Only a few decades ago, when horticulture was taken more seriously, potted blooming plants like chrysanthemums, orchids, azaleas, hydrangeas, lilies and even poinsettias, got the respect that they really deserve. Now they are more commonly purchased in full bloom, enjoyed only as long as their bloom lasts, and then discarded as their blooms deteriorate.
Some get put outside, but often die before they actually get repotted or planted into the garden. Many of those that do get planted, die when their sensitive greenhouse-grown foliage gets scorched by real sun exposure. Others succumb to desiccation before they can disperse their roots. Only orchids want to stay in their original pots for a while, but they rarely get the attention and regular watering that they crave.
Chrysanthemums happen to be in season now, both as potted plants for the interior of the home, and as autumn annuals in the garden. Yet, they are quite sustainable as perennials that can live for quite a few years. They only need to be groomed accordingly so that they can bloom in season, and new stems can replace the old. When they get planted into the garden, multiple plants in a single pot should be separated.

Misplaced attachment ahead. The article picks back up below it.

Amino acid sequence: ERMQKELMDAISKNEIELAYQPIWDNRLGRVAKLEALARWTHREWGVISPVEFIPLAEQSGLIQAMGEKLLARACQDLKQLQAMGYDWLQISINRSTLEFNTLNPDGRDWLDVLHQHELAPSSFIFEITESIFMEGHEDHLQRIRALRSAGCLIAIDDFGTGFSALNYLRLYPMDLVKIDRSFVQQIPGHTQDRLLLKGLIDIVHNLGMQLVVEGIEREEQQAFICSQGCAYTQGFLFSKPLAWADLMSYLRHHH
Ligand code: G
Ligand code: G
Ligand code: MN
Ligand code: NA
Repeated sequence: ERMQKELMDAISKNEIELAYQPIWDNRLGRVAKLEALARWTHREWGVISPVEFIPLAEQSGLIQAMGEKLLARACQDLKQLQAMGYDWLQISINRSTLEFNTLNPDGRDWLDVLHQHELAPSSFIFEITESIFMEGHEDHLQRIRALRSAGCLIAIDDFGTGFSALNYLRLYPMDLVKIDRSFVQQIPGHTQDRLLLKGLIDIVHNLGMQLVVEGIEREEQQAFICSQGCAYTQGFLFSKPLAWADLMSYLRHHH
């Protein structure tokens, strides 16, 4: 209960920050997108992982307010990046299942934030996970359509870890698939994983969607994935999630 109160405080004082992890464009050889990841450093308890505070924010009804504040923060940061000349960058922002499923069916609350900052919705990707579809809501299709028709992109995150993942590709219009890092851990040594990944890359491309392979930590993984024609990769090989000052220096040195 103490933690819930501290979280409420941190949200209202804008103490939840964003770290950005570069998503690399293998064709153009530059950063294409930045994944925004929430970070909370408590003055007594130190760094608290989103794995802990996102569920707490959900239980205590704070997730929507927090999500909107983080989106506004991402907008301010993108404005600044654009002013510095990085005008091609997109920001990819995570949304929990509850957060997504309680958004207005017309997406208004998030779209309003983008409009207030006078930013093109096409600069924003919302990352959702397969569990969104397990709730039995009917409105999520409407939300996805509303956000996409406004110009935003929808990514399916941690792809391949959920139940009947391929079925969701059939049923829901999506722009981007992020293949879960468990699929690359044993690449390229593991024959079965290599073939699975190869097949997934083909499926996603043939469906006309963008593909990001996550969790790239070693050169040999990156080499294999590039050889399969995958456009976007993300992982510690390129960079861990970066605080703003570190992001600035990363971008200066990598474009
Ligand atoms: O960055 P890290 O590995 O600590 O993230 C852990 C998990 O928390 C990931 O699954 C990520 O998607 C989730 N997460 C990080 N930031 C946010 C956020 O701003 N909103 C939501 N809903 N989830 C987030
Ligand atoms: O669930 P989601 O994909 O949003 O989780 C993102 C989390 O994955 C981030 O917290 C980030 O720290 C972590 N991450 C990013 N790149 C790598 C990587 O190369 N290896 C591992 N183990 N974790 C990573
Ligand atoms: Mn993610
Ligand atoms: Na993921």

Many chrysanthemums get tall enough to require staking. If left to perform naturally, they bloom profusely. Hobbyists who want to grow larger flowers remove axillary flower buds (sideshoots) to concentrate resources into single terminal (top) flowers that most effectively display their distinctive colors, textures and forms. Sadly, many of the most impressive chrysanthemums have become rare as more profuse bloomers have become more popular.
The Chrysanthemum Society, which can be found on Facebook, is one of the most reliable resources for anyone wanting to grow some of the rare but really fancy exhibition types of Chrysanthemums. The internet makes it possible to get involved with regional chapters well beyond their designated regions. Chrysanthemum fanatics are more than happy to show off and talk about their favorite flowers.